- The Washington Times - Tuesday, June 13, 2006

Flipping through the colorful pages, there seems to be nothing unique about this particular copy of the popular children’s magazine Highlights: the same classic features, such as “Goofus and Gallant” and “Hidden Pictures” identify the publication.

Yet this glossy-covered copy will roll off the printing press today — the 1 billionth copy — and like the millions before it, will undoubtedly be picked up by a child waiting at a doctor’s office or perusing the pages at home.

Not many 60-year-olds can still boast such enduring popularity with children.

The features that make up Highlights possess what magazine editor Chris Clark calls “staying power.” Although the packaging and presentation of the magazine have changed to keep up with technological advances since its debut in June 1946, the monthly features continue to delight and educate children.

Based on the company’s philosophy that “children are the world’s most important people,” Highlights strives to provide material that is “fun, educational and inspirational,” Ms. Clark said. She says she finds joy in dealing with the “warm, fuzzy part of our culture” and in relating to children and serving them.

Perhaps that is why Kristy Sturm, librarian at Prairie Elementary in Lafayette, La., keeps Highlights in stock for the children to check out. She said the teachers use the “Hidden Pictures” page to teach children perseverance.

“When they’re hunting for the pictures, we say, ‘Have you given up?’ and they say, ‘No,’” she said. “[Thus] when they’re looking for an answer, they don’t give up.”

Mrs. Sturm said this practice helps to prepare the first- and second-graders for taking their standardized tests.

Beyond such educational value, Highlights provides entertainment, as Mrs. Sturm’s 10-year-old daughter, Breanne, recalls reading comics such as “The Timbertoes.”

Receiving 30,000 pieces of mail annually, Highlights staffers respond to each child’s letter. Ms. Clark said when the other employees are “out in the big room whooping it up, I know they’re reading a [submitted] joke or riddle.”

Some letters, however, reveal the workings of the curious minds of children as they mentally wrestle with such concerns as living with diabetes, why computers malfunction or — as in the case of 10-year-old reader Stephanie — how to fix a lie once told.

Perhaps it is Highlights’ commitment to providing an interactive source of information and entertainment that has kept the family-operated business continuing for six decades.

As a way to celebrate the 60-year milestone, Highlights has asked children to submit their ideas of what the magazine cover might look like 60 years from now. Ms. Clark said one submission featured an entire robotic family, including the mechanical family dog.

Arkansas resident Cheryl Trimarchi, who is in the District visiting her daughter and two grandsons, can’t remember if she recalls Highlights magazine from her own childhood or if it’s the memory of reading it to her children. Either way, the magazine was there, waiting for children at the doctor’s and dentist’s offices.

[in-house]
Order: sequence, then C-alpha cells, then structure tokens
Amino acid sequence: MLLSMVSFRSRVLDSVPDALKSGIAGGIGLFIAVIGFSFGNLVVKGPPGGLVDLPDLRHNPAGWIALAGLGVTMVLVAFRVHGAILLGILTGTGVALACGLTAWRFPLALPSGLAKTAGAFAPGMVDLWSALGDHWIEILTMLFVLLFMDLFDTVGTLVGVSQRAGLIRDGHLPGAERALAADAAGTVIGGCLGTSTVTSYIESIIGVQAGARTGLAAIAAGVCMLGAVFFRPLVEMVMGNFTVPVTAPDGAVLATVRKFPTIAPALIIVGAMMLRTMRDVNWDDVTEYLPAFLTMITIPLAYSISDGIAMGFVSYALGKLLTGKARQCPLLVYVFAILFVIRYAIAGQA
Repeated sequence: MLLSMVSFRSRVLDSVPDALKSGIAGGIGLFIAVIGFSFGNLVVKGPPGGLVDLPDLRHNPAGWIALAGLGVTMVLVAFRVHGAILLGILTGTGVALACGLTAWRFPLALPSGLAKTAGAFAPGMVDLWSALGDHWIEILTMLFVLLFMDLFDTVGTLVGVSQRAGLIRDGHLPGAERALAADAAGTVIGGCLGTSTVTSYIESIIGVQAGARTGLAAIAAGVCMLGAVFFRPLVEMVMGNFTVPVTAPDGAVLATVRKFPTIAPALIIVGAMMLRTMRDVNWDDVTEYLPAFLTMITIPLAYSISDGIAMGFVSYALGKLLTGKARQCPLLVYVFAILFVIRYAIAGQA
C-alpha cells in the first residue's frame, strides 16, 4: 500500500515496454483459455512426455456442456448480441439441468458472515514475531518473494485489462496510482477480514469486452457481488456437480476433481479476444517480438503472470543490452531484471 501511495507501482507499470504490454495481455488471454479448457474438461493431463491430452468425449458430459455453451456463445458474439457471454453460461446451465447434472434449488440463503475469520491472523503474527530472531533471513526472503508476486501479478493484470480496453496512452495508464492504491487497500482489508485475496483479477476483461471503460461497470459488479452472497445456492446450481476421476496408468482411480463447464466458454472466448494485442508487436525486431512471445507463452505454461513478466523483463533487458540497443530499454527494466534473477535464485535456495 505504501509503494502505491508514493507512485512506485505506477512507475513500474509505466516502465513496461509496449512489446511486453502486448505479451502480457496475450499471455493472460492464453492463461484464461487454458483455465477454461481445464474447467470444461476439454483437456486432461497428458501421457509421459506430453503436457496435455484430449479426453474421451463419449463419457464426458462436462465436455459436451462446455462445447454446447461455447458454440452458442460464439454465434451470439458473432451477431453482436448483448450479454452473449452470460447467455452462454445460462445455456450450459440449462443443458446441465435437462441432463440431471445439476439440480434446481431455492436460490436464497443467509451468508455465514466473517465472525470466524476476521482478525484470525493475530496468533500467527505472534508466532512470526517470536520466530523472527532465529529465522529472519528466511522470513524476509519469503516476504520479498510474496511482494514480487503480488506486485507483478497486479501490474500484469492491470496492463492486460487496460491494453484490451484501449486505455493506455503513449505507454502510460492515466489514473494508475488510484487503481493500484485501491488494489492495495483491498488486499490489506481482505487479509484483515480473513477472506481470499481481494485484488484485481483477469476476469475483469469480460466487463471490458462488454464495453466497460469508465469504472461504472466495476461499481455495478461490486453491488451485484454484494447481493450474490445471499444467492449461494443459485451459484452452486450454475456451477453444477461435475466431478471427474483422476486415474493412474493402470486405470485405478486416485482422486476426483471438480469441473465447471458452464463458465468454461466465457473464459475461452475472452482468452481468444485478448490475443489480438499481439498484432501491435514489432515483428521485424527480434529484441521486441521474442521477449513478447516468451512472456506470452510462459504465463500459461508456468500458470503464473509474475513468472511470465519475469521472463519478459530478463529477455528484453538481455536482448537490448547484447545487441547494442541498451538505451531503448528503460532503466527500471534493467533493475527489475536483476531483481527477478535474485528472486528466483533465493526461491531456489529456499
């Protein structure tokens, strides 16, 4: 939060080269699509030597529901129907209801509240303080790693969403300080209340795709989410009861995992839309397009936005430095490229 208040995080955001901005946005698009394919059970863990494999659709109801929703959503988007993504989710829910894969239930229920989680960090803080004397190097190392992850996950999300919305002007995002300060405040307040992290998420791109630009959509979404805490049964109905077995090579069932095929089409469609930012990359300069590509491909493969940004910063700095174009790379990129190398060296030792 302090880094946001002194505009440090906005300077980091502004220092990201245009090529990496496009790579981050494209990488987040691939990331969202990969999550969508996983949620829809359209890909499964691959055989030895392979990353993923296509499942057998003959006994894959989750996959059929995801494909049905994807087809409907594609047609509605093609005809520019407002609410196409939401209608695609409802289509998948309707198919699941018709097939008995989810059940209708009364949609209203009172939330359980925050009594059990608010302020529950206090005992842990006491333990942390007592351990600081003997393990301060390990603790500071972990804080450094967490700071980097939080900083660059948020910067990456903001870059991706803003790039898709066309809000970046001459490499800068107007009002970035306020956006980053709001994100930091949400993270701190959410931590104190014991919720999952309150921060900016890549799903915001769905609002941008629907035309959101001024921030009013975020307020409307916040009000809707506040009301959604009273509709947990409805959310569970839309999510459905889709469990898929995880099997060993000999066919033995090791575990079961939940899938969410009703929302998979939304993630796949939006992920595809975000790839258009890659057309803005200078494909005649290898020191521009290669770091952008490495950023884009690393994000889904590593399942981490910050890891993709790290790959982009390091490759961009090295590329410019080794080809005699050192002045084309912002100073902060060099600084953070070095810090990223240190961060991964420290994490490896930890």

“[Highlights] has a very big presence in professional waiting rooms,” Ms. Clark said. Thus, the magazine has gained “exposure and has helped us serve kids and families,” she said. Ms. Clark added, though, that she doesn’t think anyone “associates us with pain.”

Ms. Trimarchi, who is a big advocate for encouraging children “to read anything,” mentioned the benefit of Highlights magazine in helping children learn their first words.

“It’s a magazine for their age,” Ms. Trimarchi said.

Ms. Trimarchi said she expects her grandson, who is at the stage of recognizing words and learning to combine the “i” sound with the “n” to form the word “in,” will benefit from the magazine.

Highlights hasn’t changed much from when Ms. Trimarchi’s children read it years ago. Although the cover design has been revamped and a couple of new features such as “Ask Arizona” and “Gallant Kids” have been introduced to the magazine, Ms. Clark said the mission of Highlights hasn’t changed.

With today’s “increasingly visual society,” Ms. Clark referred to Highlights Kids, an online Web site that she said “enhances the magazine experience.” Like the magazine, the Highlights Web site is free of advertisements. Since children are spending an increasing amount of time surfing the Net, Highlights Kids offers children a safe Web site, where the online games “require kids to do more thinking than the arcade games,” she said.

While the online site seeks to keep the Internet-immersed generation happy, Highlights magazine has remained remarkably consistent to its original content and purpose. After 60 years, the feature “Hidden Pictures,” in which small objects are hidden in a full-page drawing, remains the most sought-after part of Highlights.

To celebrate the magazine’s anniversary and mark the milestone of the 1 billionth copy, the August issue of Highlights — which rolls off the press today — will feature a two-page spread of “Hidden Pictures” with 37 objects waiting to be discovered by children across America.

“‘Hidden Pictures’ was in the very first issue and is still going strong,” Ms. Clark said. “The appetite for ‘Hidden Pictures’ is insatiable — we’ve had to keep up.”

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